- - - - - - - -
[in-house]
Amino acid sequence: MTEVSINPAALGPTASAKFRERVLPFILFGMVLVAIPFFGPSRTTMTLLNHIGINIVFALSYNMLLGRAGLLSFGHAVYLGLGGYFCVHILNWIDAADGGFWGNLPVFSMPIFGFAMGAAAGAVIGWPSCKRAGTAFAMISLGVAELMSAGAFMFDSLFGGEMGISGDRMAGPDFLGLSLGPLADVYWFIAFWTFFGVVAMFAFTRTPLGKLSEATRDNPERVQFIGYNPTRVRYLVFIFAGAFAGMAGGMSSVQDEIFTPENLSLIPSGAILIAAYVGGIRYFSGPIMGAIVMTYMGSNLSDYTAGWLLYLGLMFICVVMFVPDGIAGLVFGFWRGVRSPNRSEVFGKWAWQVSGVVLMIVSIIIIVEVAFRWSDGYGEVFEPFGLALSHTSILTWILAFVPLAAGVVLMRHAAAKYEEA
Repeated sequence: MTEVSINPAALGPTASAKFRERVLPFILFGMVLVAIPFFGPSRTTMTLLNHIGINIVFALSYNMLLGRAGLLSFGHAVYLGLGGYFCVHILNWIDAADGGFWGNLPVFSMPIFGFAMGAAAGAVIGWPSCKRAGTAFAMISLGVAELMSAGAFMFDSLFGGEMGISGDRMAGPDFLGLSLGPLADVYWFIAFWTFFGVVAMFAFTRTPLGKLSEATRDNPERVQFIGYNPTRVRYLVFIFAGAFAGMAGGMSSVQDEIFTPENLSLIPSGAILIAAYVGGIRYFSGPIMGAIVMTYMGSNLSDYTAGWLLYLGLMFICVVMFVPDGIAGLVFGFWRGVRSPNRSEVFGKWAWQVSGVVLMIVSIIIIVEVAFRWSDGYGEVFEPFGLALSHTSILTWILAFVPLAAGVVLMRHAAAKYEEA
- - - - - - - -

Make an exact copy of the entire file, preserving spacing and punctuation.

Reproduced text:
[in-house]
Amino acid sequence: MTEVSINPAALGPTASAKFRERVLPFILFGMVLVAIPFFGPSRTTMTLLNHIGINIVFALSYNMLLGRAGLLSFGHAVYLGLGGYFCVHILNWIDAADGGFWGNLPVFSMPIFGFAMGAAAGAVIGWPSCKRAGTAFAMISLGVAELMSAGAFMFDSLFGGEMGISGDRMAGPDFLGLSLGPLADVYWFIAFWTFFGVVAMFAFTRTPLGKLSEATRDNPERVQFIGYNPTRVRYLVFIFAGAFAGMAGGMSSVQDEIFTPENLSLIPSGAILIAAYVGGIRYFSGPIMGAIVMTYMGSNLSDYTAGWLLYLGLMFICVVMFVPDGIAGLVFGFWRGVRSPNRSEVFGKWAWQVSGVVLMIVSIIIIVEVAFRWSDGYGEVFEPFGLALSHTSILTWILAFVPLAAGVVLMRHAAAKYEEA
Repeated sequence: MTEVSINPAALGPTASAKFRERVLPFILFGMVLVAIPFFGPSRTTMTLLNHIGINIVFALSYNMLLGRAGLLSFGHAVYLGLGGYFCVHILNWIDAADGGFWGNLPVFSMPIFGFAMGAAAGAVIGWPSCKRAGTAFAMISLGVAELMSAGAFMFDSLFGGEMGISGDRMAGPDFLGLSLGPLADVYWFIAFWTFFGVVAMFAFTRTPLGKLSEATRDNPERVQFIGYNPTRVRYLVFIFAGAFAGMAGGMSSVQDEIFTPENLSLIPSGAILIAAYVGGIRYFSGPIMGAIVMTYMGSNLSDYTAGWLLYLGLMFICVVMFVPDGIAGLVFGFWRGVRSPNRSEVFGKWAWQVSGVVLMIVSIIIIVEVAFRWSDGYGEVFEPFGLALSHTSILTWILAFVPLAAGVVLMRHAAAKYEEA